Chris studied business at university and before Blighty was exclusively working on internet projects, often commuting between London and India. He still works with the Hyderabad team, knows a few words of Telugu and helps an orphanage with their micro-credit project to get women into business.

Once Chris Evans decided to call his business Blighty he discovered it's been a popular name - here are 1940s magazines.

Once Chris Evans decided to call his business Blighty he discovered it’s been a popular name – here are 1940s magazines.

Finsbury Park
But Chris, 37, lives in Islington – at a new apartment off Fonthill Road – and though he’s lived out of the borough occasionally his first home was on Avenell Road, N4.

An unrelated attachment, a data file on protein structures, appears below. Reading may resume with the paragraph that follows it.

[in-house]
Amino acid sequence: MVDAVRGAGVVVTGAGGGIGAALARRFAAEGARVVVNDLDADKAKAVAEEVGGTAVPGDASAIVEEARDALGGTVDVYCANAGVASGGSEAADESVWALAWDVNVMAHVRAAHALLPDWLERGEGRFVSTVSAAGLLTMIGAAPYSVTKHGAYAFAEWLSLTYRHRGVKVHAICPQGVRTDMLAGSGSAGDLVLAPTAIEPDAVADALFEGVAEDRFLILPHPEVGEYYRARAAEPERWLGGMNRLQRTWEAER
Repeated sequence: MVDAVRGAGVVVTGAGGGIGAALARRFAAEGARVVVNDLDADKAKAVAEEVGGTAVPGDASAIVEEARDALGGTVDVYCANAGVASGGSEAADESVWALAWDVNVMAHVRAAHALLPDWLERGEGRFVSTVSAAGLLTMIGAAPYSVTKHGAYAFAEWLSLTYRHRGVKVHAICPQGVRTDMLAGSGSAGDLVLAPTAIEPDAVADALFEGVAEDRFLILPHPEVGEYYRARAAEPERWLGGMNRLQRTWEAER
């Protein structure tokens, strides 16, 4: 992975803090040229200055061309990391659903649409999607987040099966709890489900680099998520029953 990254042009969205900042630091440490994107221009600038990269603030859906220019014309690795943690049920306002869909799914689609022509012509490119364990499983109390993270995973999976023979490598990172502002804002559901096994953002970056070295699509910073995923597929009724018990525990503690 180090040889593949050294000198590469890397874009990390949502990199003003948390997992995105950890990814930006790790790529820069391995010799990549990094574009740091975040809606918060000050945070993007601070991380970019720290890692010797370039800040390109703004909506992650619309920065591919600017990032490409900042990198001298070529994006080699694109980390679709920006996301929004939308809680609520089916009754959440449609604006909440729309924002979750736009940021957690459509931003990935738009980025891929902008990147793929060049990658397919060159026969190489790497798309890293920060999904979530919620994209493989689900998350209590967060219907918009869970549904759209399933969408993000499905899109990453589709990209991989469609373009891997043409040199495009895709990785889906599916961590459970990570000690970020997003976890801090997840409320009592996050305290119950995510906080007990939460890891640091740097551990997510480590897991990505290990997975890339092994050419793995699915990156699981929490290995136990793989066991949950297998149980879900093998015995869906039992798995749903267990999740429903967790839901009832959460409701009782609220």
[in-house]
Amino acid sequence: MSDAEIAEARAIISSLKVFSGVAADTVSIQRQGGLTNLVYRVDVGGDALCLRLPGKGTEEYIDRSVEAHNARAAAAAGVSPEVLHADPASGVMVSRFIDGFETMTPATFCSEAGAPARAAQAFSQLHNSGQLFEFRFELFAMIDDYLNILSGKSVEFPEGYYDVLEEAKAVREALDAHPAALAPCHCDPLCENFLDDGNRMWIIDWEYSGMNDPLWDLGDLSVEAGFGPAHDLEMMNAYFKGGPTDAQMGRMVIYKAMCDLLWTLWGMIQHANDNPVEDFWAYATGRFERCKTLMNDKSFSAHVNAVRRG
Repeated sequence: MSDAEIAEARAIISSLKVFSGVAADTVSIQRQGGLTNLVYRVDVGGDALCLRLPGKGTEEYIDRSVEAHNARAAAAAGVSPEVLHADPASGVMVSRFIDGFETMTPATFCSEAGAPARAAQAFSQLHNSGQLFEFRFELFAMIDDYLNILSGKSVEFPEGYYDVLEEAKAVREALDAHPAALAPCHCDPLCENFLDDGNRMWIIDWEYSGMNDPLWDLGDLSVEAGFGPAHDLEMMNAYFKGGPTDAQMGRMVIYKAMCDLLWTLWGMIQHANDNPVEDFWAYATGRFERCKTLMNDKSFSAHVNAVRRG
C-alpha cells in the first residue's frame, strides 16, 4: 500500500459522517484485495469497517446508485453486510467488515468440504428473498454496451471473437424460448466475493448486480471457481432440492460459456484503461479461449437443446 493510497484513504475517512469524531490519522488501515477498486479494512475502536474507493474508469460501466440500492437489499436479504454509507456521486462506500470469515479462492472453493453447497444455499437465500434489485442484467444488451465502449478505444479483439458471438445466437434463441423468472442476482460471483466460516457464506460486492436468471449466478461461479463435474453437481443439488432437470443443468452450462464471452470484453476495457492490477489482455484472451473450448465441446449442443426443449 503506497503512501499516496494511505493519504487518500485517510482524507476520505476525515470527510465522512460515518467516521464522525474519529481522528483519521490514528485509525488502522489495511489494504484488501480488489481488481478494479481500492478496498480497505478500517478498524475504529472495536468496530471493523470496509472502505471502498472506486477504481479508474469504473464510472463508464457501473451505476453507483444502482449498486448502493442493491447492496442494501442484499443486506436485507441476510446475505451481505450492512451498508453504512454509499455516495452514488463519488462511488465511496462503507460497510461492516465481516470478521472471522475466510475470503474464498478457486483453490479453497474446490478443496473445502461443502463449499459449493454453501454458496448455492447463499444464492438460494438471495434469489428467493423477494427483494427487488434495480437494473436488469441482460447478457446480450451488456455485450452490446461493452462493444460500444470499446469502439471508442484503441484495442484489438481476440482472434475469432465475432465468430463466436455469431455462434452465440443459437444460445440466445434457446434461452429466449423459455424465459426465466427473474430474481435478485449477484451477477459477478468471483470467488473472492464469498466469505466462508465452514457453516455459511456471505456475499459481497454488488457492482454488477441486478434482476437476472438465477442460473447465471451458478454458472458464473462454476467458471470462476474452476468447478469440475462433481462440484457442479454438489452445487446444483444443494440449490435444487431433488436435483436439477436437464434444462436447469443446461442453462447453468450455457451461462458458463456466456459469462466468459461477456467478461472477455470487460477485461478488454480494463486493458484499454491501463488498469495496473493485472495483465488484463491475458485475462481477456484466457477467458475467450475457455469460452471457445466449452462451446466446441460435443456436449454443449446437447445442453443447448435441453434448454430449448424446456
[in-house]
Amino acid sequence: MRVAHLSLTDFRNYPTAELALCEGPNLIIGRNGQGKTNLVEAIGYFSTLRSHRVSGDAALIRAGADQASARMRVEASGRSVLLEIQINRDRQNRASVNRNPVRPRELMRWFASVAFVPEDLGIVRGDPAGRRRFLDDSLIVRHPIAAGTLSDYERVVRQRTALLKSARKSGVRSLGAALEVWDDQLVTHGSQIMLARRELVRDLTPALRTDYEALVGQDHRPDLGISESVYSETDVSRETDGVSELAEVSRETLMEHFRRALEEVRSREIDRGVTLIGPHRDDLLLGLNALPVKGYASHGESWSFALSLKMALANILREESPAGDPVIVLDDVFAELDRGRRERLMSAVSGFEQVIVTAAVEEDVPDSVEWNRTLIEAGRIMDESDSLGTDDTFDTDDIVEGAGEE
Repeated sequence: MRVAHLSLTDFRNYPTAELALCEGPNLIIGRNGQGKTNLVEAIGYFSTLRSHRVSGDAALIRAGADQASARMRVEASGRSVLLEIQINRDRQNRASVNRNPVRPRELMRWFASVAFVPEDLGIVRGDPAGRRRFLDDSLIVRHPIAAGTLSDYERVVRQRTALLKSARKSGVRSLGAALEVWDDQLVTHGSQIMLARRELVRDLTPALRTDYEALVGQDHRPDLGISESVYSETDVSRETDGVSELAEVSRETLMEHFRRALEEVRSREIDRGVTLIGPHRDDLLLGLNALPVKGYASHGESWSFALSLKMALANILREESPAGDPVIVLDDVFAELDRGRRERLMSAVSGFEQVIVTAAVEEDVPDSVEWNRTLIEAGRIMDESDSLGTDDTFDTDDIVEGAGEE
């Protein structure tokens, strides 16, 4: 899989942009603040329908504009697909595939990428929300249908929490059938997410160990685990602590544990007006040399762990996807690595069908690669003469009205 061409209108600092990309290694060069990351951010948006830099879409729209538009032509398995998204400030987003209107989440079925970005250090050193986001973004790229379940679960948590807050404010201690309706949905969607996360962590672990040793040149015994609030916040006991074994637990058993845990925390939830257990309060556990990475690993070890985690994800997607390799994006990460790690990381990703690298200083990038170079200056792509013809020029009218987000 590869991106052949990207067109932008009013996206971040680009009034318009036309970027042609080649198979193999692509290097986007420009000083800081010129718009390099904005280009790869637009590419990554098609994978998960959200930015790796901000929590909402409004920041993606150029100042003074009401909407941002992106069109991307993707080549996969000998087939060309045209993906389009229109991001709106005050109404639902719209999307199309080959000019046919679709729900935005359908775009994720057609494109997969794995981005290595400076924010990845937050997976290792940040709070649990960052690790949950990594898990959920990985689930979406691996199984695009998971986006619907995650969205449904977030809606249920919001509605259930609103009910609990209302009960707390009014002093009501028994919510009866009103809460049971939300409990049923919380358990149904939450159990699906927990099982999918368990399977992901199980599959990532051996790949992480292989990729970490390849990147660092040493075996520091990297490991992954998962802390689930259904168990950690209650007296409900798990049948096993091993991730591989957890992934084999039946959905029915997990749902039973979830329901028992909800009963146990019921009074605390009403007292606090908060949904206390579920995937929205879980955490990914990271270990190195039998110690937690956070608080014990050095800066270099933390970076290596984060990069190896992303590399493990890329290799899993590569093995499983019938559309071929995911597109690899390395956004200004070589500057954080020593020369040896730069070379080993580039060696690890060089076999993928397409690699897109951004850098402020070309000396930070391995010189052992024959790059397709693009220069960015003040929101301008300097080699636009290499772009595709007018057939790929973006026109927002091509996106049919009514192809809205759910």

I used to think Finsbury Park was a dive coming from a farm in Shropshire,” he says with his disarmingly friendly manner. “Back then I didn’t know London, but I wanted to live by Arsenal. When I first moved to London I thought there was no community – I found my first place on Avenell Road in Loot magazine. But now I think of Finsbury Park people as friendly folk. I can see there are people who live nearby, who like the community, and even invite you to their parties. It’s nice that my fears about starting this business haven’t been realised.”

  • Blighty, 35-37 Blackstock Road, N4  http://www.blightygroup.com/
    Weekdays it opens at 7.30am; weekends 8.30pm.